a drop of sap in front of balloons, a glove, a rubber duck, bandaid, avocado, banana, an baby bottle

Understanding Latex Allergies: Where Does Latex Come From?

A latex allergy is an allergy to the sap from a rubber tree. This sap is used to make natural rubber, or latex products. This is why a latex allergy is sometimes called a natural rubber latex allergy.1,2

Natural rubber latex is a milky fluid that comes from rubber trees. It is the sap of a type of rubber tree called Hevea brasiliensis that grows in Africa and southeast Asia. Since its discovery, humans have used latex for many different purposes. In modern times, it is used to make rubber products. Natural latex is used in many everyday products, for example:3,4

  • Gloves
  • Elastic
  • Balloons

Does Styrofoam contain latex?

Styrofoam is a brand name for a type of plastic called expanded polystyrene. Styrofoam itself does not contain latex. However, latex may be used as an additive in it. So there is the possibility that Styrofoam could trigger an allergic reaction.4,5

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Also, Styrofoam does contain chemicals that may be harmful to humans. So if you experience a sensitivity to it, it could be those chemicals, not latex additives.4,5

What products contain latex?

There is no cure for a latex allergy. The best treatment option is to avoid latex. But it can be challenging to avoid latex. Latex products are very common. There are more than 40,000 products worldwide that contain latex. Some of these products are:1,2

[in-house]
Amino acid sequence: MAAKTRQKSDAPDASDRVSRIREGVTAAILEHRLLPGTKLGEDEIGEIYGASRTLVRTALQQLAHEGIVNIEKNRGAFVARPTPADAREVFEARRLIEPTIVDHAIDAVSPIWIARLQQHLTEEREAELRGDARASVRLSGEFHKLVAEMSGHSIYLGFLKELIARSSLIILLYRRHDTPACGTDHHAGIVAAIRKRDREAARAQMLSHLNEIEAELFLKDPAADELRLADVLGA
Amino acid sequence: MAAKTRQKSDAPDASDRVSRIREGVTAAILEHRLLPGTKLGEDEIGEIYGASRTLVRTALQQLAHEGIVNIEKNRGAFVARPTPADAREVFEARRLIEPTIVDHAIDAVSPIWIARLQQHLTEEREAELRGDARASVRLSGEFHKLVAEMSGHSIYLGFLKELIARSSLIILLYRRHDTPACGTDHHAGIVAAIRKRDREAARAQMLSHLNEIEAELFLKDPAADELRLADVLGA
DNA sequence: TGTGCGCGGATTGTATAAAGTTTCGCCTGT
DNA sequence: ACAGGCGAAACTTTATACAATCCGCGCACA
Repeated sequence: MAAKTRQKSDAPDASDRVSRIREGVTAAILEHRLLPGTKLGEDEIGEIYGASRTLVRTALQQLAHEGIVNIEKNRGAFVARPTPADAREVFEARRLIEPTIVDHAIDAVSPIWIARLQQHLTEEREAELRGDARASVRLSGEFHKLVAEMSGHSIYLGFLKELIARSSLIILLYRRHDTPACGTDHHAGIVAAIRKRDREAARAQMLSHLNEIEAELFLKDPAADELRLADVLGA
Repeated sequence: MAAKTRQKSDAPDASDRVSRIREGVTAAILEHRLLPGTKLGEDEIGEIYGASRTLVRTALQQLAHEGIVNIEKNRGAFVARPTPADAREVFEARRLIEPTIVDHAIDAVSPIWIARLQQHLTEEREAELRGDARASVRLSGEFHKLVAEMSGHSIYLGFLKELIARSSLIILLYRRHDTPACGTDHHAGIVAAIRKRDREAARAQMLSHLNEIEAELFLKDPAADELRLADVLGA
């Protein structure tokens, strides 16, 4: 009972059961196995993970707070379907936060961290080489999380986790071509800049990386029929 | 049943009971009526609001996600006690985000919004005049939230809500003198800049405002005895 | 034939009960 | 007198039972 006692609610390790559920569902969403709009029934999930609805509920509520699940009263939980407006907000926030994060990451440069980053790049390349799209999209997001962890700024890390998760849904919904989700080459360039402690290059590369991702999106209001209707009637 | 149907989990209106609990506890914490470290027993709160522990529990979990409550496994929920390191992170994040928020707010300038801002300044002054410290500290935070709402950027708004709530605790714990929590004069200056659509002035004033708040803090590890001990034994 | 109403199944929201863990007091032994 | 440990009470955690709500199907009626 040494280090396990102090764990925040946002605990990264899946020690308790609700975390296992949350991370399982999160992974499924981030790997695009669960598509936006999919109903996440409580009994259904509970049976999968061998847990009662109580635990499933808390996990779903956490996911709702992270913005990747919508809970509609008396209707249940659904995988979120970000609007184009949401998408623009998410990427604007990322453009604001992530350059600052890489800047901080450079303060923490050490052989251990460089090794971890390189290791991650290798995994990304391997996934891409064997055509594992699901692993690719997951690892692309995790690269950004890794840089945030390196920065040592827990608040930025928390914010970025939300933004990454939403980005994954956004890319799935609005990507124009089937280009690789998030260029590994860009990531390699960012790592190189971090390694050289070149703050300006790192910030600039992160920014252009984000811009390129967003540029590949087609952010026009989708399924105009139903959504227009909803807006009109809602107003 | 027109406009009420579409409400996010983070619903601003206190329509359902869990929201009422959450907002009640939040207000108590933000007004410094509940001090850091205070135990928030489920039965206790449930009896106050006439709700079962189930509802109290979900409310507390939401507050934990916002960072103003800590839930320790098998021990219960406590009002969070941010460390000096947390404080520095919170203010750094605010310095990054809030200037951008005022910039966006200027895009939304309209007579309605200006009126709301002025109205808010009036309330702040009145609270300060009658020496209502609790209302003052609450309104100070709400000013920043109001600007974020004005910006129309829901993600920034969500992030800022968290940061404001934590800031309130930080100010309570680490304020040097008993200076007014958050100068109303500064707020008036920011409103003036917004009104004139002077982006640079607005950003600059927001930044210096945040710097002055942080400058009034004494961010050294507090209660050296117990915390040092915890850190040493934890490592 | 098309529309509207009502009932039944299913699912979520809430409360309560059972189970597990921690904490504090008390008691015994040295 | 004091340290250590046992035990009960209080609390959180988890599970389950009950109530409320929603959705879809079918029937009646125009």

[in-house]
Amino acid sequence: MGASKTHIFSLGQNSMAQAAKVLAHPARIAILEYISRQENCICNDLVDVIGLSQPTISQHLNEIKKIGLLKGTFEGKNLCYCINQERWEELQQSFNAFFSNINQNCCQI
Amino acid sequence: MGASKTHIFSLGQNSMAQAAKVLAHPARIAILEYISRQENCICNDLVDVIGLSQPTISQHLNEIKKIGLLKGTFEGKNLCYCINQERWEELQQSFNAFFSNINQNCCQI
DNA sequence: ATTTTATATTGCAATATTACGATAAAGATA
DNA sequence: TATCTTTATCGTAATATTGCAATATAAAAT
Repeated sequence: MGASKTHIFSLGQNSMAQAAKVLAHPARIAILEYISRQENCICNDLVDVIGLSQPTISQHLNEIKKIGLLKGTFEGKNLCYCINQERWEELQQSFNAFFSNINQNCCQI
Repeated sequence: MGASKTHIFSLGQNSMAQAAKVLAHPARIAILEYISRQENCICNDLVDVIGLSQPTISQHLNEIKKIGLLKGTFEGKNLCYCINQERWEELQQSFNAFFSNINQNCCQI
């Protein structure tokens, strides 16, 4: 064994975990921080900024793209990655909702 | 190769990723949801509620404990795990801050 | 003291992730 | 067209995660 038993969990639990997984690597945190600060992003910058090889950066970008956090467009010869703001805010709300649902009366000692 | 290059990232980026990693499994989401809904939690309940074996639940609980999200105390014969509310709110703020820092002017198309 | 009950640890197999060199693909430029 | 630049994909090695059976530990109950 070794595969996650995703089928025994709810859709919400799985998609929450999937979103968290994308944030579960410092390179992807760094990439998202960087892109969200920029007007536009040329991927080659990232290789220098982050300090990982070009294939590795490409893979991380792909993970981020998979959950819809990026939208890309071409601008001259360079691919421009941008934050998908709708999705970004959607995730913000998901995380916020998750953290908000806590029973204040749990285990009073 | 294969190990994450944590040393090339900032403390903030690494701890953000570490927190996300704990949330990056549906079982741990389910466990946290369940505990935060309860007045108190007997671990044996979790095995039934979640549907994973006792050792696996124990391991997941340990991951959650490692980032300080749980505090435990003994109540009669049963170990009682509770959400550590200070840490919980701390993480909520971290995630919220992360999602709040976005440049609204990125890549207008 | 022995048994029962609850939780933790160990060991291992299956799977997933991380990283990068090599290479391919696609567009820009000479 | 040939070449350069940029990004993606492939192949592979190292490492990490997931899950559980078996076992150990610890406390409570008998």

• Balloons
  • Latex medical gloves
  • Condoms or dental dams
  • Rubber bands
  • Stethoscopes
  • Spandex
  • Baby bottle nipples
  • Goggles
  • Garden hoses
  • Mattresses
  • Pacifiers
  • Bath mats
  • Erasers
  • Elastic in clothing
  • Balls and toys
  • Bandages

This is not a complete list. If you have a severe latex allergy, it is important to be careful which materials you are exposed to. It may help to look at product labels to see if they contain latex. Latex may also be listed on products under different names. Or the product could have no label. Also, products that are labeled "hypoallergenic" may still contain latex.2,3

What foods contain latex?

Some foods contain a protein that is very similar to the protein that triggers a latex allergy. These foods may trigger a reaction in people with latex allergies. About 30 percent to 50 percent of people with latex allergies also have food sensitivities. The most common foods that trigger latex allergies include:2

  • Avocados
  • Bananas
  • Peppers
  • Chestnuts
  • Kiwis
  • Peaches
  • Figs
  • Tomatoes

What are alternatives to latex?

As latex allergies have become more common, alternative materials are becoming popular. For example, there are medical gloves made from vinyl, nitrile, or synthetic latex that will not trigger an allergy. If you need surgery or medical care, you can request that your doctor use latex-free gloves.3

Synthetic latex does not contain natural latex proteins. But it can contain other additives that people may be sensitive to. So synthetic latex is not a good alternative for everyone.1,3

Once you notice that you have a latex sensitivity, it is important to start avoiding latex products. It is possible that over time and exposure, a mild sensitivity can develop into a severe latex allergy. If you have concerns about your latex allergy, plan with your allergist on how to best manage your situation.2

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